I don’t write a lot here about being Scottish. I haven’t ever made much of it in my academic work, in my professional life. I haven’t lived in Scotland since 2003, and my nationality usually comes up in conversation only when someone is trying to identify my accent. It’s ironic, given that I am presently in a situation where I can’t leave the US until my pending visa renewal has been processed. But I’ve never felt more deeply connected to Scotland than I do right now.
As a student at Edinburgh University, I avoided the Scottish Literature classes because I didn’t want to focus on my own tiny almost-nation; I wanted a bigger world. I had already spent time in London, where I learned that being markedly Scottish made you a bit funny, not to be taken too seriously until one had moderated one’s accent. At Edinburgh, I read about feminism and postcolonial studies and critical theory; I also met the British class elite for the first time, and I realized how little many of them knew or cared about the world I came from. I left, to study abroad in California and then for a postgraduate degree in England and then to the US again, first for my PhD and then to work; I came home as often as I could to visit family, but I haven’t looked back all that much.
I’m looking at Scotland now, every day, reading articles and watching video and talking back and forth in person and on social media. But I’m not looking back. I’m looking forward.
Watching London politics over the past few years has broken my heart, as the official discourse seems to move ever closer to the American version of things where the conversations are always about money, never about people, despite powerful and vibrant protest. Growing up in Glasgow during the Thatcher era, I remember being confused about what this thing called democracy I learned about in school was supposed to be, since the government of the country had so manifestly little interest in or respect for the people around me; I remember my mother explaining carefully about Middle England and the politics of scale. Somebody with the same questions today could expect different answers.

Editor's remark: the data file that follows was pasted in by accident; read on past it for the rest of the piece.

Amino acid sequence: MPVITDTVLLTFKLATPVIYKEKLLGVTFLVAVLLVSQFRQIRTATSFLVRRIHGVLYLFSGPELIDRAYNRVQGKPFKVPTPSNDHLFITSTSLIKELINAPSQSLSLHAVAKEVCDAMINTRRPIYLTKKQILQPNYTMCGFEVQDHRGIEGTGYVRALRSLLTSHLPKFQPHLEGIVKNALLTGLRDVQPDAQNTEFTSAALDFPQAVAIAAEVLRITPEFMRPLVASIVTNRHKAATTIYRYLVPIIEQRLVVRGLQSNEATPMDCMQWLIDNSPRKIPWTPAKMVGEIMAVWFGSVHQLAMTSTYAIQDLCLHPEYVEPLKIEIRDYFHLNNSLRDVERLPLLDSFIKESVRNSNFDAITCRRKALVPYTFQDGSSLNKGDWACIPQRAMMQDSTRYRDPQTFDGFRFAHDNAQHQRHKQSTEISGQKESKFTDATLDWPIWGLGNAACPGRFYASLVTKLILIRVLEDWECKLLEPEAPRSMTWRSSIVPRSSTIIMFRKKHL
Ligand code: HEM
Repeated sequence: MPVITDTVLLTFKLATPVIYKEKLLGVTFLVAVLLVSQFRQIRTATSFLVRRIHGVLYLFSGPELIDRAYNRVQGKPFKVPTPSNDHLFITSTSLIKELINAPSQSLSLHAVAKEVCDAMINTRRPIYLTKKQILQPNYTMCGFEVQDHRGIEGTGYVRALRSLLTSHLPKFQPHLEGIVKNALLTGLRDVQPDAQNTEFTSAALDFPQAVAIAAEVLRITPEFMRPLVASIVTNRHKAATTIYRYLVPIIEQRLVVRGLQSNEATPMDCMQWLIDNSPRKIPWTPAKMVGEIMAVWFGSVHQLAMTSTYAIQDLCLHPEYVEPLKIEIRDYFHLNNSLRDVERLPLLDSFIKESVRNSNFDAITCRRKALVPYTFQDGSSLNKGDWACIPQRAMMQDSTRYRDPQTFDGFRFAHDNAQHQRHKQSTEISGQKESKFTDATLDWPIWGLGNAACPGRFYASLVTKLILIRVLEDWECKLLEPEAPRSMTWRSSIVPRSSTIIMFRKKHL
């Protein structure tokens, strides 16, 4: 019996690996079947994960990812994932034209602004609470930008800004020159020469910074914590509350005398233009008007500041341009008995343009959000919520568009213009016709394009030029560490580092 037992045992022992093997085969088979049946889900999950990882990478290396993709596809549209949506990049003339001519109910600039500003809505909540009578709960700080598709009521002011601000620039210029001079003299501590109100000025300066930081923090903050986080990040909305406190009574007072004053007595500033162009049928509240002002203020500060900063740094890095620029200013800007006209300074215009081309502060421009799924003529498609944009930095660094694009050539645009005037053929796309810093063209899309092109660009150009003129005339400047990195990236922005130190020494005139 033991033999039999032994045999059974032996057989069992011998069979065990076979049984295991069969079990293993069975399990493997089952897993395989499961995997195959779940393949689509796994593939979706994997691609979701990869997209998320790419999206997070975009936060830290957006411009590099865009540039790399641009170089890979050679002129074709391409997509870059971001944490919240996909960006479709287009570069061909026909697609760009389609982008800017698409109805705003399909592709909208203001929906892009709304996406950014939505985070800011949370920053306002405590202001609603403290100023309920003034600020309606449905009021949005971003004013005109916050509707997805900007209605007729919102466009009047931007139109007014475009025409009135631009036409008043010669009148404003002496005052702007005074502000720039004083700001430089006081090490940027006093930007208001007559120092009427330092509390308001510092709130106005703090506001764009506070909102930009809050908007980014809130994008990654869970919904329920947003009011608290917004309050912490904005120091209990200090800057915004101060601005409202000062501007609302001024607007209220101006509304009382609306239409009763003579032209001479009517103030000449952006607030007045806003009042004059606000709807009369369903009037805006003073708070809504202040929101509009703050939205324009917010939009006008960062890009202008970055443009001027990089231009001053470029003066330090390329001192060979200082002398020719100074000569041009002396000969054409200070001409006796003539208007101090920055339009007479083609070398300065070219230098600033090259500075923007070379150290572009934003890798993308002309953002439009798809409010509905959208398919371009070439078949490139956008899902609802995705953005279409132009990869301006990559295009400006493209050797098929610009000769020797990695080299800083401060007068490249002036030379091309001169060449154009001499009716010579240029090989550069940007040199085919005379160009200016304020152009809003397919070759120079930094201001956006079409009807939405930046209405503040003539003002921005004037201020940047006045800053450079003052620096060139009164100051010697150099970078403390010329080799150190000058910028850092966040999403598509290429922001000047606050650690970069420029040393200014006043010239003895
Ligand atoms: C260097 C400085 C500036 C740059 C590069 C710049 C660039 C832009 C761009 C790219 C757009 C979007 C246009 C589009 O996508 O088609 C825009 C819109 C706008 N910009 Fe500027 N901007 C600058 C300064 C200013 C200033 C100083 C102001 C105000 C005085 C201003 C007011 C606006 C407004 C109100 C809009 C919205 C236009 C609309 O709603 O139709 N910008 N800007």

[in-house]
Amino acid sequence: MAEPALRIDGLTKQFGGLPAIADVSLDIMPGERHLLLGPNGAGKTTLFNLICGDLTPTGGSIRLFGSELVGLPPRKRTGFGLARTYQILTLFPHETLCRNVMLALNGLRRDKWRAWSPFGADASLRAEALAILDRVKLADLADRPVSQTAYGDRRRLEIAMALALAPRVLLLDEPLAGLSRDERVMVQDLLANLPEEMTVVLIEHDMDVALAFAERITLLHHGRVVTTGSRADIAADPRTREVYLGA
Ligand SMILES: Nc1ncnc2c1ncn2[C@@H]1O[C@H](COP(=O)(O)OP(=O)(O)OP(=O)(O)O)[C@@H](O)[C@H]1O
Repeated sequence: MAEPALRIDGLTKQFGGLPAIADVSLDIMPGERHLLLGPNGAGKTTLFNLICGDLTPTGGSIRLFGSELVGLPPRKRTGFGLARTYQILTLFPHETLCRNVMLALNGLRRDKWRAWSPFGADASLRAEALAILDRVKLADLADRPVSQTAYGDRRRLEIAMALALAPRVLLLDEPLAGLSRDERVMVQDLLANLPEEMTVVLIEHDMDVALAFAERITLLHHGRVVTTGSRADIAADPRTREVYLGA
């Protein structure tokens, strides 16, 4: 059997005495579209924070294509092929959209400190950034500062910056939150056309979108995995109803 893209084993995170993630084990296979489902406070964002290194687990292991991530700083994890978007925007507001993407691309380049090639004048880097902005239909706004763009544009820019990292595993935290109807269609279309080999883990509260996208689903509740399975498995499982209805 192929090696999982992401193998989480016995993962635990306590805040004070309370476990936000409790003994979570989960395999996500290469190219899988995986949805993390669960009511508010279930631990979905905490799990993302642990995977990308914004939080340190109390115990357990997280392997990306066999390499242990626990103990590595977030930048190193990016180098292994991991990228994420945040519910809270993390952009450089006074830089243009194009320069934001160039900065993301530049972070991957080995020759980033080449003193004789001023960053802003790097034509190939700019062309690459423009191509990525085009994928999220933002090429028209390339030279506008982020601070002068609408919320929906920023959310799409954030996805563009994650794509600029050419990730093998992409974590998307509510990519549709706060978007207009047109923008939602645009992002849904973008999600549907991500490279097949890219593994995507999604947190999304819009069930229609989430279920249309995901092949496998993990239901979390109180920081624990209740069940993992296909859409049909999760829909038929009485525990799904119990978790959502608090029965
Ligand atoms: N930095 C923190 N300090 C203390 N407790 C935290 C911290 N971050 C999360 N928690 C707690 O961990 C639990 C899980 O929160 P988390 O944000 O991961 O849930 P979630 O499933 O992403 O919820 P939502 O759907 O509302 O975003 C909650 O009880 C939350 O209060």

My entrancement with the steady upswell of Yes is not terribly much about nationalism. That’s a reason I’m glad, in the end, that I don’t have a vote in Thursday’s referendum. I am Scottish, I will get a Scottish passport if such things come to exist, but I don’t live there; it’s a decision for the people who do, regardless of where they come from. And the people I am close to who live there have, many of them, been shifting steadily from a wary “don’t know” to a chorus of Yeses. Or, as we say in my native dialect, Aye.
“We’re no putting up a border, we’re just putting our house in order”: what Yes means for many of those voting is not so much separatist nationalist fervor (as it seems often to be described by those south of the border), as it is a resounding, passionate, affirmative NO. Campaigners for union focus on the economic gain to be found from the wealth of the south of England; they sentimentalize about the histories of power and privilege that tie the United Kingdom together. And a Yes to Scottish independence says no to all that. It says “I would prefer not to.”
With the affirmative grassroots movements that are gathering, that seem to me to be much more important than the Scottish National Party, a vote for independence has the potential to be to be a vote of no confidence for the capitalist nation-state as it stands. It’s a vote against “the economy” as the determinant of everything. It’s a vote, maybe, against the lingering sickening powerful feeling that the British Empire is something that those who benefited from it (think of ships built in Glasgow for the triangle trade; think of Elvis Costello and Robert Wyatt’s powerful song Shipbuilding) should consider a source of pride, rather than a source of shame.